"I would start working at 6 am in Guangzhou, replying to our colleagues in London. Then we would have breakfast and get the first bus to the Canton Fair, which opened at 9:30 am," Perry said, adding that he would sometimes have to race across the halls of the Canton Fair in jogging shoes.

The fair opened with music and the cutting of the ribbon. By noon, Perry would have gathered orders from Chinese customers, ready to communicate back to London. The hard work was justified by abundant orders, and London Export Corp took a 2 percent commission on every deal.

In those days, Perry said, he and his colleagues in China would get only four or five hours of sleep a night. And the hot and humid summer months were especially memorable. "We were exhausted. There was no air conditioning, and there were a lot of mosquitoes."

Such conditions are perhaps unimaginable to the foreign traders who visit the Canton Fair today. They can access air-conditioned rooms and luxury facilities at the large Shangri-La Hotel next to the exhibition center.

Traders no longer need to race across the exhibition halls in jogging shoes, either, as digital communication has played a big part in making the trading process more efficient.

People cheer English soccer club West Bromwich Albion in Beijing in 1978. [Photo by Kevin Wang/China Daily]

Challenging transformation

Yet allowing greater foreign access to China's market has not been a one-sided success story for Perry. Transparency and the free flow of information in China's bilateral trade relations with the world saw London Export Corp's role as a go-between dwindle, and in the '90s the company had to fundamentally shift its business model from that of a trader to a deal adviser.

The transformation was not without its challenges.

"We found our own way, but it was painful," Perry said with a hint of sadness. "We didn't get enough briefing. I had hoped the Chinese foreign trade people would've taken more responsibility (to brief us). We had given all our lives to foreign trade."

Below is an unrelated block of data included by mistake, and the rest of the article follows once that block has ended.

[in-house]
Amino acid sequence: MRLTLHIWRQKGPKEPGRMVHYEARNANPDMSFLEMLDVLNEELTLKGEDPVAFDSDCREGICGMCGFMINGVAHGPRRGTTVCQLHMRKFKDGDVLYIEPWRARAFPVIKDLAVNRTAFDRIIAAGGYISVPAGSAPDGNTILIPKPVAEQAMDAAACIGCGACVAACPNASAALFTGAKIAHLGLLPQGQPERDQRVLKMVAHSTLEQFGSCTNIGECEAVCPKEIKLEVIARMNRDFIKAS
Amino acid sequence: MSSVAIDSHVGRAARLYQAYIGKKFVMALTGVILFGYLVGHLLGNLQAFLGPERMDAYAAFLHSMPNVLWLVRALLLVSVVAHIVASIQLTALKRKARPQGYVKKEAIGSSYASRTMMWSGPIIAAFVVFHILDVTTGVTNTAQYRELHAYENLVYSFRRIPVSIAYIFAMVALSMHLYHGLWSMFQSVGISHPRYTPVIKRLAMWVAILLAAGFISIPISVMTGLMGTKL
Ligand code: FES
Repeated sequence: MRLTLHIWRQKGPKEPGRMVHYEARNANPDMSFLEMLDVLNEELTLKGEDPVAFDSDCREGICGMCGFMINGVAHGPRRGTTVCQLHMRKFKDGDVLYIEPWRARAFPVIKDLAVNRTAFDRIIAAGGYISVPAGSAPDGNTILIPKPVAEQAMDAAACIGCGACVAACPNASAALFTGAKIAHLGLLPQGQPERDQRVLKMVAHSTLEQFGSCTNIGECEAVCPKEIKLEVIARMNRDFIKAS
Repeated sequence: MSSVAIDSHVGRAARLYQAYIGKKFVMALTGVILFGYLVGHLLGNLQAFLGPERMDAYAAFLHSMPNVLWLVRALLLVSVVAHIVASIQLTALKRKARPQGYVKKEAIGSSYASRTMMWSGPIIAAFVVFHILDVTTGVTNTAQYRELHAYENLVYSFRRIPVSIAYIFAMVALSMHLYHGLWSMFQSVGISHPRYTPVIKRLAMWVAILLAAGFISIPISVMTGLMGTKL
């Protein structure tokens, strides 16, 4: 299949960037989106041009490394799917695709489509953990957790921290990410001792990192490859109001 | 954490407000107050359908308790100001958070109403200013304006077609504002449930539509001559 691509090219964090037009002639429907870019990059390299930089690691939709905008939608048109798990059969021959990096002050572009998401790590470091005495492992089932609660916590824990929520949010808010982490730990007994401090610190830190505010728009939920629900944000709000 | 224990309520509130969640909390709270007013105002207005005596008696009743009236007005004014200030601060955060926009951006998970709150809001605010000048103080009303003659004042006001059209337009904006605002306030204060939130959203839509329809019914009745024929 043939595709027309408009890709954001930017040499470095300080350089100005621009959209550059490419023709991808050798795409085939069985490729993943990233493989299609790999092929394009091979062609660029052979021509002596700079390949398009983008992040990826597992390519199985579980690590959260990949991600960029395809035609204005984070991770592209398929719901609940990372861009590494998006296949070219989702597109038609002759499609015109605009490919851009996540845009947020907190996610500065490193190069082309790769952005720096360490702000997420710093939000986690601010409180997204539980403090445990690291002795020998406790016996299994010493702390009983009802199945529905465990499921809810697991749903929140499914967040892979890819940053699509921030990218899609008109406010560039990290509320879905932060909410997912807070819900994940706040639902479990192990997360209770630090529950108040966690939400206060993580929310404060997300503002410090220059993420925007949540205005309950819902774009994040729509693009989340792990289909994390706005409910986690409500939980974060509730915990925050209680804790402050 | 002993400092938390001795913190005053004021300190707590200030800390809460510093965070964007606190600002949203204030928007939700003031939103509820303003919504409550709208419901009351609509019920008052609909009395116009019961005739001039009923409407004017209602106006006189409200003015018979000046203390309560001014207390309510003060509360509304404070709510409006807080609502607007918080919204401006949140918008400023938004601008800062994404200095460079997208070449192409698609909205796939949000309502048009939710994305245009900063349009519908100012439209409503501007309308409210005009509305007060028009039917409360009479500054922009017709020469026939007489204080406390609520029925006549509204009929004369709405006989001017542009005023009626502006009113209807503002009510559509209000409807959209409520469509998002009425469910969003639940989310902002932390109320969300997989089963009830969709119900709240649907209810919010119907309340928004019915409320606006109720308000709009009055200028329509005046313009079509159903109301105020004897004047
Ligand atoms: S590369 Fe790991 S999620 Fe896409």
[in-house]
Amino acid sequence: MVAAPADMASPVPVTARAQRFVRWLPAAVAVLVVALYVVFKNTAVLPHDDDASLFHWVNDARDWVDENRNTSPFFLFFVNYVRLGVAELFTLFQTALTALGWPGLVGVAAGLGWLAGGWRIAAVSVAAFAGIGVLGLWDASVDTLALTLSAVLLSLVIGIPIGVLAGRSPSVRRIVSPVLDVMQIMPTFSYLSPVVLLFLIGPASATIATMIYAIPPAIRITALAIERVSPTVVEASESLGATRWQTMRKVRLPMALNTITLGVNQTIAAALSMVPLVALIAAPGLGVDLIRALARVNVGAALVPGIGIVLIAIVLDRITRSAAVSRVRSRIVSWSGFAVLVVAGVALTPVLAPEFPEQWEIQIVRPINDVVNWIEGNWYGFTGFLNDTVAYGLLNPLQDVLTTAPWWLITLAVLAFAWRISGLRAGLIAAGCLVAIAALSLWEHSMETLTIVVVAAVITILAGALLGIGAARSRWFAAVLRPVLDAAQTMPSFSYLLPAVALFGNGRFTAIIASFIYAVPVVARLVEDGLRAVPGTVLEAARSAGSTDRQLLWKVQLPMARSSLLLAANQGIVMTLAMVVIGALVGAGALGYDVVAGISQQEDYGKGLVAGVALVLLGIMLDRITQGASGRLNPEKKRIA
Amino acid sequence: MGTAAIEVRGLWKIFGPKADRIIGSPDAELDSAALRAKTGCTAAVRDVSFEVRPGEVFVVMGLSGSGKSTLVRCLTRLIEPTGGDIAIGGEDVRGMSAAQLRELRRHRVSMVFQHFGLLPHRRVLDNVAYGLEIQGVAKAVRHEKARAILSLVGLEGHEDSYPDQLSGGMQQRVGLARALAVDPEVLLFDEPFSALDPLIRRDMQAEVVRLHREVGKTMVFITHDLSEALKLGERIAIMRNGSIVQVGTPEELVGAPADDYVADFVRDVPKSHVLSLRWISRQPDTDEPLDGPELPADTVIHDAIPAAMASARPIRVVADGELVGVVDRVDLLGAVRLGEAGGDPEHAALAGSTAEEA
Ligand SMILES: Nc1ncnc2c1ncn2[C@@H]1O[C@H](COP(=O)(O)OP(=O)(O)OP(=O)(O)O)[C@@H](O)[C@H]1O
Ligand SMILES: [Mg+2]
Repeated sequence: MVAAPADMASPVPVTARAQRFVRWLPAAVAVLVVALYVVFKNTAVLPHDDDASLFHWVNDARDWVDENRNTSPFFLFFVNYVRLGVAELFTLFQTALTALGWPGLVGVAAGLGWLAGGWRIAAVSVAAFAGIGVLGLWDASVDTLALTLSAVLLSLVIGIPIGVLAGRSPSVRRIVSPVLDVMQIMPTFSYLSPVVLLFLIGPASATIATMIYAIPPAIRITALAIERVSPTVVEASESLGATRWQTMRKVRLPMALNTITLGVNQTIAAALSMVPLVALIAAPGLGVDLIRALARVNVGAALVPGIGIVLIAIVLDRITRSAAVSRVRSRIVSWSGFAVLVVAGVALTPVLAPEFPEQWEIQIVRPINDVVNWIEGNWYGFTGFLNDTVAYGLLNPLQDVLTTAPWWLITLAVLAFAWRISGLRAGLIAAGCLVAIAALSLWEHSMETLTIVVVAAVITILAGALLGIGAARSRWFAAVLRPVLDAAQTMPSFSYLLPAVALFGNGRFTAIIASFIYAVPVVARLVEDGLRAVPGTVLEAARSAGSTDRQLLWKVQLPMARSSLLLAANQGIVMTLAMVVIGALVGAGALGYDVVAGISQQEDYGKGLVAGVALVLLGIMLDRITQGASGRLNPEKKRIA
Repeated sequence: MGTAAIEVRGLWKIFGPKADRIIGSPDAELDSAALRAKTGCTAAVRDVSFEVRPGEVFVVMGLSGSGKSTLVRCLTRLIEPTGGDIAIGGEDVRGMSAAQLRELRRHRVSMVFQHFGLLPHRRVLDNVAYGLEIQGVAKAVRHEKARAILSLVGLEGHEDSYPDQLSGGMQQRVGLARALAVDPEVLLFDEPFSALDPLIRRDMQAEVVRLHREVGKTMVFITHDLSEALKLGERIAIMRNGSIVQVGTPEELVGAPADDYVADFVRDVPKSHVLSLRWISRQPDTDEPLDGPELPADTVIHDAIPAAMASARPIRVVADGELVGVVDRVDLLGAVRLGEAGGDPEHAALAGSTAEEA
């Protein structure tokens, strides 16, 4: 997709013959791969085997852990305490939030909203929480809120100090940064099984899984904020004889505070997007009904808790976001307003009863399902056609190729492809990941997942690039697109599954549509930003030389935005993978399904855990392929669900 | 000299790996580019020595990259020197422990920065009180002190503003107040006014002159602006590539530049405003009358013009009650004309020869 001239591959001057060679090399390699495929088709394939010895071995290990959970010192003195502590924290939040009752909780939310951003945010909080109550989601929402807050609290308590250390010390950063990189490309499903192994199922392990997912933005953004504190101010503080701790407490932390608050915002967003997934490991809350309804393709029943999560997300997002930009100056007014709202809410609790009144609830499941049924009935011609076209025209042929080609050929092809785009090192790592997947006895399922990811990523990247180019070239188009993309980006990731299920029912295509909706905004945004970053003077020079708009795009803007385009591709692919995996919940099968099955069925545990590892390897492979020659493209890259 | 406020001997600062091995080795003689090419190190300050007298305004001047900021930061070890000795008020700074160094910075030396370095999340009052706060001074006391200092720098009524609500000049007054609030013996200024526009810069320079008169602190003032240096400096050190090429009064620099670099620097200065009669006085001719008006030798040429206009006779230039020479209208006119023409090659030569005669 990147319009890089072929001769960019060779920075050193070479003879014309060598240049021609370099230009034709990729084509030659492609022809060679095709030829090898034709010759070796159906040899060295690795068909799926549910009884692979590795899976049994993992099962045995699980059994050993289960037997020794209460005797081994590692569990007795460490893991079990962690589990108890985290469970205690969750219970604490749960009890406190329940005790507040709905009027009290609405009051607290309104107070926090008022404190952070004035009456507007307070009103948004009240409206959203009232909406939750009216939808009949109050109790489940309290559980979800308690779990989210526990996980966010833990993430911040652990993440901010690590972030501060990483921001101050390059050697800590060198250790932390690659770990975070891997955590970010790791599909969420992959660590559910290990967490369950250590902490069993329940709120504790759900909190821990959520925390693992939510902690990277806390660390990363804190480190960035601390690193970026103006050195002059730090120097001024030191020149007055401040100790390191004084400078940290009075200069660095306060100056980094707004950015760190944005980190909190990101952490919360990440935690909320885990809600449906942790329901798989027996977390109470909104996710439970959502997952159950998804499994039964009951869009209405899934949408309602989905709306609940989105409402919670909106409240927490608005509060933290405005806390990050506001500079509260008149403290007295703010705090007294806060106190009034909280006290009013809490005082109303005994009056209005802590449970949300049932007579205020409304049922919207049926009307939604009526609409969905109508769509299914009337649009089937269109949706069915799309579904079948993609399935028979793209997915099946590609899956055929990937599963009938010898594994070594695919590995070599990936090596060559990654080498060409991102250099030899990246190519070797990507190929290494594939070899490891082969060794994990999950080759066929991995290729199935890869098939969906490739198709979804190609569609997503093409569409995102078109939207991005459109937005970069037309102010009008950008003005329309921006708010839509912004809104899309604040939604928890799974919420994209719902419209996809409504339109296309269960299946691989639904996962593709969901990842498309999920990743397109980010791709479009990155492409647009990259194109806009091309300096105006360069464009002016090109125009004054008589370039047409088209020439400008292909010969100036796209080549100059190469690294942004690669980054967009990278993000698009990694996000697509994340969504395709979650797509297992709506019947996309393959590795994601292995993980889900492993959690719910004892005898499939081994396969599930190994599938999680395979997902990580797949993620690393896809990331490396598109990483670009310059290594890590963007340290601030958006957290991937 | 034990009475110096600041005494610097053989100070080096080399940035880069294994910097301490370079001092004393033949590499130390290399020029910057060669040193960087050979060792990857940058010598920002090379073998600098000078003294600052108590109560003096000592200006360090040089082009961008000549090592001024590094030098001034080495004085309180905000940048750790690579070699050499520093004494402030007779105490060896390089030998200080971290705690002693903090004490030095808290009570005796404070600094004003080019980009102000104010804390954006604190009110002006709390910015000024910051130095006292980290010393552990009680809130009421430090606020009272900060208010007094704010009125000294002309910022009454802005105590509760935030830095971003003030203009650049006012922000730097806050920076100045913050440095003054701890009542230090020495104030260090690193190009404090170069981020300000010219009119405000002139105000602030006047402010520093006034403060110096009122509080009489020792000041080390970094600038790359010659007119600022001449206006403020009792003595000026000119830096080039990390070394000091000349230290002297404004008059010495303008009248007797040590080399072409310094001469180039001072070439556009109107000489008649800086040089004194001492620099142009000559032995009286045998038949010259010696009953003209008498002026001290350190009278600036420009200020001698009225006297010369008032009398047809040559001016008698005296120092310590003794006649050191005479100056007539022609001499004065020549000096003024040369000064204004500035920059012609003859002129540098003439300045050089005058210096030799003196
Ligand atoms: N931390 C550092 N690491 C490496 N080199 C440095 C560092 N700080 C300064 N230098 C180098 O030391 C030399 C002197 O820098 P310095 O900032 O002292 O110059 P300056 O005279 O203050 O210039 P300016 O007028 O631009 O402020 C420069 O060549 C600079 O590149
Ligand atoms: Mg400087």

London Export Corp eventually became a business and cultural exchange enabler. In 1978, Perry brought English soccer club West Bromwich Albion to Beijing to take on the "China XI", making them the first English team to play in the People's Republic of China.

In 2001, Perry also helped bring musicals by Andrew Lloyd Webber to China. Jesus Christ Superstar was performed in Beijing in 2001, while Cats and Phantom of the Opera have also toured the country.

If Perry felt lonely on his early trading trips to China, that feeling is now gone. Many younger British businessmen and women aspire to follow in his footsteps by trading with China, and he enjoys sharing his personal experiences and tips, as well as his memories of the early days.

"If I went out to a dinner party as a young man and people asked what I did, I'd say'I do business with China', and they would change the subject and talk about something else," he said. "But now, when I say I do business with China, they say 'There are several things I want to talk to you about'."

Meanwhile, China's trading links with the world have accelerated. If export growth in the '80s and '90s made China the world's factory, the situation changed in 2001 when China joined the World Trade Organization. Since then, the country has placed increasing emphasis on the quality rather than volume of its exports.

This year, Shanghai will host the inaugural China International Import Expo, symbolizing the nation's transition to a consumption-driven growth model. China is expected to import more than $10 trillion in goods and services over the next five years.

But the incredible story of China's trade growth is not just about bilateral trade flows. More importantly, the country is spearheading a grand vision of connectivity between Asia and Europe through the Belt and Road Initiative.

From 2014 until last year, the trade volume between China and countries involved in the initiative exceeded $4 trillion, and total investment exceeded $60 billion. Seventy-five economic and trade cooperation zones have been set up, creating more than 200,000 jobs for local people.

Perry said China's path of building a modern knowledge economy and further integration with the global market will be the natural next steps for the country's reform and opening-up process.

"Through the BRI, China will further be a part of the world, although it will not dominate the world, and I believe that's what Chinese leaders believe in," he said.

Source: chinadaily.com.cn
Editor: Molly Wong